I’m sitting on the train. It is a glorious sunny afternoon. The day doesn’t feel so late now that the clocks have gone back, the days are longer and I’m no longer leaving the office in darkness. With that comes a refreshed feeling when 5pm comes.
I look around the train and note how many people are glued to their phones. I too would be one of them. But not today. Only because my battery has already died.
The carriage is quiet and despite being busy is rather peaceful apart from the odd voice talking on the phone. Most people are distracted.
I look out of the window at the blue sky and the golden light from the sunshine. I notice how there are hardly any clouds in the sky. I notice how the light is reflected from the water of the canal that we are running parallel to. The water is mostly still but sometimes it has a very gentle rippled texture to it in places and this causes the light to shimmer and dance beside me. I see how the light catches corners and crevices of buildings and showing details that I had never seen before. My eyes dart around as the former industrial metropolis darts past my view. Having been born and raised in the Black Country, the Industrial heart of the country at one time, I carry a pride of what was and this keeps me sentimental about the old factory buildings we pass.
The vista is constantly changing, moving and with the moving scene so too does my perspective.
Once again I look into the carriage and notice how much everyone else appears to be enraptured in the generic, boring status updates and monotonous bullshit that seems to be forever displayed on the Facebook or Twitter feed. I see them scrolling with their thumbs. They are wired into the grid. They are battery hens cooped up tightly on the train, glued to their phones, all holding them the same way. Curled over. Blank, expressionless zombies. Slaves to Zuckerbergs monster and other social media. Well, that is most except the Chinese bloke sat next to me who is going to sleep. Look at what they are missing, I think as I turn to look out of the window again. Life is passing them by. What kind of enlightenment are they allowing into their mind? What are they mentally digesting? Is it the mental equivalent of their five-a-day? I doubt it.
As I enjoy what to some would consider a dreary sight out of the window I start to reflect on how much we are distracted. I contemplate how we are so preoccupied that we are no longer in touch anymore. Where communication seems to be through status updates and text messages. How people are continuously drawn to distractions such as the T.V, the computer, the Internet or the need to listen to music rather than to hear what’s going on around them.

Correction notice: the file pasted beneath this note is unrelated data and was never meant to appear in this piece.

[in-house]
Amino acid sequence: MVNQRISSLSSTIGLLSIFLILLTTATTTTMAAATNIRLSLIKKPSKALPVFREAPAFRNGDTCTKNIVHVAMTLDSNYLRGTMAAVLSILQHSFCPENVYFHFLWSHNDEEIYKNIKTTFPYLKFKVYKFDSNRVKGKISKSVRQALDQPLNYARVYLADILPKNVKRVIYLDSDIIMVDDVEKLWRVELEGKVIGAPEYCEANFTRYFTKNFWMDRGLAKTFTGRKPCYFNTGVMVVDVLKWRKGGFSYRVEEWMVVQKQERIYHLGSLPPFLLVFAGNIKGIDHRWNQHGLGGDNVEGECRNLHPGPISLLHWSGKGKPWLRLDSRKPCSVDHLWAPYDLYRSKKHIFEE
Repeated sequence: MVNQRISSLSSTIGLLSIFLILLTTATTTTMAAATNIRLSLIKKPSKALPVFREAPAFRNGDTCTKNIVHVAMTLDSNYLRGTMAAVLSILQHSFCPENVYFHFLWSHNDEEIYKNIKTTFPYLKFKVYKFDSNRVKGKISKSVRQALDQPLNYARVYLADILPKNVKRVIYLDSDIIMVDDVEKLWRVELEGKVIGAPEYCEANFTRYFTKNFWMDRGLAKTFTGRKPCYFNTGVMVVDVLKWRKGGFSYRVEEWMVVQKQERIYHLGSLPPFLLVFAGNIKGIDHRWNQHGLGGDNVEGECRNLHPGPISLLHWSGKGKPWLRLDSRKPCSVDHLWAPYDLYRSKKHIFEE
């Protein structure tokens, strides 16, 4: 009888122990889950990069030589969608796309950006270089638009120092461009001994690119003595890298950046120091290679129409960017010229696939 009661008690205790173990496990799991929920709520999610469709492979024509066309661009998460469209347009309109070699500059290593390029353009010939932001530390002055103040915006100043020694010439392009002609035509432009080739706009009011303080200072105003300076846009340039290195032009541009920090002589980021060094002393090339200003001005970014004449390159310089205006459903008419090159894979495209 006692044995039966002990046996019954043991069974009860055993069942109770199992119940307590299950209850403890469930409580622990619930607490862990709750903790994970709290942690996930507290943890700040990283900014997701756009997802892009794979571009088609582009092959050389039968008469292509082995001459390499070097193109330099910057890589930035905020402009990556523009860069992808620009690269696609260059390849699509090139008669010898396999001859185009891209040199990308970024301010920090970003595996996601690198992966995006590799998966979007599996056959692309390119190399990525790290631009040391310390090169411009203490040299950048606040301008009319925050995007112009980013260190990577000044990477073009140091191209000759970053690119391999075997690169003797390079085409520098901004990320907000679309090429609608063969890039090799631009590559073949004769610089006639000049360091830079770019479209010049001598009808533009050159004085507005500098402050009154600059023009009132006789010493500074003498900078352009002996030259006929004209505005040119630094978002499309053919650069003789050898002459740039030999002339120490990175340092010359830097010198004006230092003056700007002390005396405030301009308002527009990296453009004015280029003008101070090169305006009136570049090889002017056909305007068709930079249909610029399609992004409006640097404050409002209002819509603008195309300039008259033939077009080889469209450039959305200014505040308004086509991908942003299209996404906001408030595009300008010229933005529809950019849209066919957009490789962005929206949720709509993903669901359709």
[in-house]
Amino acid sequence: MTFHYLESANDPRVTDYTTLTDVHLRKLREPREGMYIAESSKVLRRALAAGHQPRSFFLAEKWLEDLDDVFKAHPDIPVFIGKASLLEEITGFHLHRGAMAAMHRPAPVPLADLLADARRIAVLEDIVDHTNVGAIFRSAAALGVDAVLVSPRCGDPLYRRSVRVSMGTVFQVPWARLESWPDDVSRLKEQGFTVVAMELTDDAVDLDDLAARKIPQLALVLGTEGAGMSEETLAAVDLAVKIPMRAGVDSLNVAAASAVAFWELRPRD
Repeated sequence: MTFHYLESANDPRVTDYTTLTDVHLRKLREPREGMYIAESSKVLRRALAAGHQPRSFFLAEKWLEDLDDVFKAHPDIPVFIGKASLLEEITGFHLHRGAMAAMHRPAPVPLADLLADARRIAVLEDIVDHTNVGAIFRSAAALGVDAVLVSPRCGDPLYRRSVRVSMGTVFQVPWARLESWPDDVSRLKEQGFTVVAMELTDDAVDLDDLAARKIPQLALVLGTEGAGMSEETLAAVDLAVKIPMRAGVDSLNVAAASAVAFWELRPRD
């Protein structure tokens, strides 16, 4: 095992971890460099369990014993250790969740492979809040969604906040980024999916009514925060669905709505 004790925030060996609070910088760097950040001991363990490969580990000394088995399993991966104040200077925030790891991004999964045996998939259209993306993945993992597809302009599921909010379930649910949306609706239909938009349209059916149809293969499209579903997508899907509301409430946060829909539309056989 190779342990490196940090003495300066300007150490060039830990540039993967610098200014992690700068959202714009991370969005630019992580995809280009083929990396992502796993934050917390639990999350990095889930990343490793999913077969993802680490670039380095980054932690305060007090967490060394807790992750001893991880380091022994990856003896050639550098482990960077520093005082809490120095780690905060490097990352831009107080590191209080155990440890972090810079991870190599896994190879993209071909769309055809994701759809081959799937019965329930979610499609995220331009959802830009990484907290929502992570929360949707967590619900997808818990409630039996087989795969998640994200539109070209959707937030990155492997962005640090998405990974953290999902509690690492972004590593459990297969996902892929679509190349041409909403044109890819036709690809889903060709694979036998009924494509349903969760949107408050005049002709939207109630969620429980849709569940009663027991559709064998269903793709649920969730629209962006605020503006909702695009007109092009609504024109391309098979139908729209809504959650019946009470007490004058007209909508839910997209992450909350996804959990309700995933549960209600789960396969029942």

Where we are striving to make the world a smaller place, in doing so, we are becoming more disconnected if anything. Disconnected from reality. Disconnected from our surroundings. Disconnected from the people we could be actually coming into contact with. How many chance meetings are missed because either party were too busy looking at a funny video about cats that had been shared on Facebook?
I’m telling you, as I sat there trying to connect and take in the outside world through my eyes rather than a virtual existence, I entered a state of mindfulness. I was present, in the moment. I was feeling the breath entering my lungs; I was seeing the moment and hearing the hum of the commute. I was feeling the gentle rocking of the train as it glided along the tracks. I could smell some of the Chinese man’s shopping. I was here. I existed in the now and I was open to the world around me and prepared to take it in, accept it, enjoy it and feel a richness that can be felt with an acceptance of being in the present moment. Trying to savour this on a deeper level than usual and appreciating that we have a place in this world but merely for a finite amount of time.
Then the Chinese man next to me snorted loudly. Now I’m not talking about him snorting a line of coke right next to me. If only there was a way to spell that sound! No, I’m talking about that bit of mucus you might have at the back of your nasal cavity and then you give it a big deep snort to get it into your throat before swallowing the “goodness.” Yes, that which you might only ever do in your own company if you have some decorum. Well he did it right next to my left ear. A loud, deep reverberating and long snort followed by a gulp.
His eyes were still closed so he didn’t witness the face I pulled as I turned my head once more to look out of the window. Then I saw a drunken looking fellow taking a piss into the canal.
I popped my headphones on and thought I would give my phone another go to see if it had some remnants of juice left in it. Zoning out isn’t so bad sometimes.